Black coffee and Megafonen to fight segregation and repression through laws and judicial systems

Sweden’s society vices that emanates from segregation, repression, political and juridical injustices prevalent among the immigrants made suburb organizations in Stockholm to partner with social movements in New York and Johannesburg at the seminar jointly organized by Black Coffee and Megafonen at Husby Träff in Stockholm, to discuss social movement and its importance on democracy and establishing more socially, culturally and politically sustainable cities.  

Among the invited guests were civil right activists and lawyers from the United State of America, Carl William.  A researcher and immigrant right advocate from South Africa, Aline Mugisho was part of the speakers at the seminar.

The Husby resident law student, Rami Al-Khamisi opened the seminar with a newly written report on ways social movement interact with progressive lawyers to achieve important social and political objectives. He also emphasized how the law can strengthen people’s situation, the civil society and challenge existing social structures.

Aline Mugisho narrated her struggle and frustration as a Congolese migrant living in Johannesburg, South Africa and the strategies that she developed in order to survive the volatile environment while fighting for access to her right.  The processes lead her to a job as an editor for an English tabloid paper and later as a public relation officer for African Diaspora Forum (ADF), in South Africa. The ADF is an umbrella organization of migrants living in South Africa created in the aftermath of the 2008 xenophobic attacks specifically to work for an integrated society that is free of xenophobia and all other kinds of discriminations. The organization also creates awareness against stigmatization of blacks in South Africa, give legal advice on proper integration for new immigrants and campaign against xenophobia.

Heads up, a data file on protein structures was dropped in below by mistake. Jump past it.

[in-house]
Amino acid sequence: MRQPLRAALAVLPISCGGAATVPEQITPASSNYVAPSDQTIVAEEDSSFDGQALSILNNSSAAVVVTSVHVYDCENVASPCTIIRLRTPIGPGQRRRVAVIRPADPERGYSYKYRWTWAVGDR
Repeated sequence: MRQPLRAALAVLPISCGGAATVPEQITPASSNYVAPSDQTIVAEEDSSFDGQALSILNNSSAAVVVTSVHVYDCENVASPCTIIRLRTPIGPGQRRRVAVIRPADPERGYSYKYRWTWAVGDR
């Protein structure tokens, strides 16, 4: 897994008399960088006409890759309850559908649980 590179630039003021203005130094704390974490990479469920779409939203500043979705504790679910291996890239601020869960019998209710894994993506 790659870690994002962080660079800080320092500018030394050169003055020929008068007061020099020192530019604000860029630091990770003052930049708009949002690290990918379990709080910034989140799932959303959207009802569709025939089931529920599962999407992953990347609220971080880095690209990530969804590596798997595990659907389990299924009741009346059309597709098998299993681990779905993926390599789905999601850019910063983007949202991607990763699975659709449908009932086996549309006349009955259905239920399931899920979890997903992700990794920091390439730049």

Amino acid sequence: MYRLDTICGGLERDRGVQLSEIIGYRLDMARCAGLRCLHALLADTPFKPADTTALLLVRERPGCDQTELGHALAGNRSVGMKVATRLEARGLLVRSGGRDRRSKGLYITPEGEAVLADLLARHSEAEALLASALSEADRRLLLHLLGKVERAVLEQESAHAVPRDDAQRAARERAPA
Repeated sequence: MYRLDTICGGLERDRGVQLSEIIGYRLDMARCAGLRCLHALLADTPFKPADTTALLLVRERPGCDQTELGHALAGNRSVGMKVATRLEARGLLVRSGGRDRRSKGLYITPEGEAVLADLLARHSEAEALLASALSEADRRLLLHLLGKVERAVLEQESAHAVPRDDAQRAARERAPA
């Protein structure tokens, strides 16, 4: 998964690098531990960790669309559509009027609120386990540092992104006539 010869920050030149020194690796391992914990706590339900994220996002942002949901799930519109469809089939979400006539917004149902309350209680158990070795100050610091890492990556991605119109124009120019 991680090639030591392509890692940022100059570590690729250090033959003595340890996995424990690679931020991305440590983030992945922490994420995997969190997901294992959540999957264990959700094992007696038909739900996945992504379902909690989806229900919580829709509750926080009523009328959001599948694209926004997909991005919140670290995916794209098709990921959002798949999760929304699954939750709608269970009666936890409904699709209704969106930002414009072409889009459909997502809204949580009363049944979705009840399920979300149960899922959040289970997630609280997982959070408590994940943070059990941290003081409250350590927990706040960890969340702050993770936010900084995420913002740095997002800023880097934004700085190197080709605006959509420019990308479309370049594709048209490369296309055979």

Carl Williams spoke about human right, resistance against oppression relating his experience on the Black Lives Matters-movement in USA. He also touched on other movements within the society that organize themselves within USA’s poor city districts with the aim of achieving an increased civil right influence, human rights and a just resource distribution. He advised the audience at the seminar on how to get effective civil rebellion against social injustices not through violence but rather through physical presence by showing solidarity, creating an agenda and supporting social movements that fight for just and equal society.

The seminar ended with a panel discussion which was moderated by Araia Ghirmai Sebhatu, founder of Black Coffee where the audience was able to ask questions.

Aline Mugisho narrated her struggle as immigrant in South Africa
Carl Williams spoke on human right and Black Lives movement in USA
Rami Al-Khamisi with Megafonen member holding his newly written report
Araia Sebhatu as moderator for panel discussion at the seminar


Photograph by:  Short Spin Image

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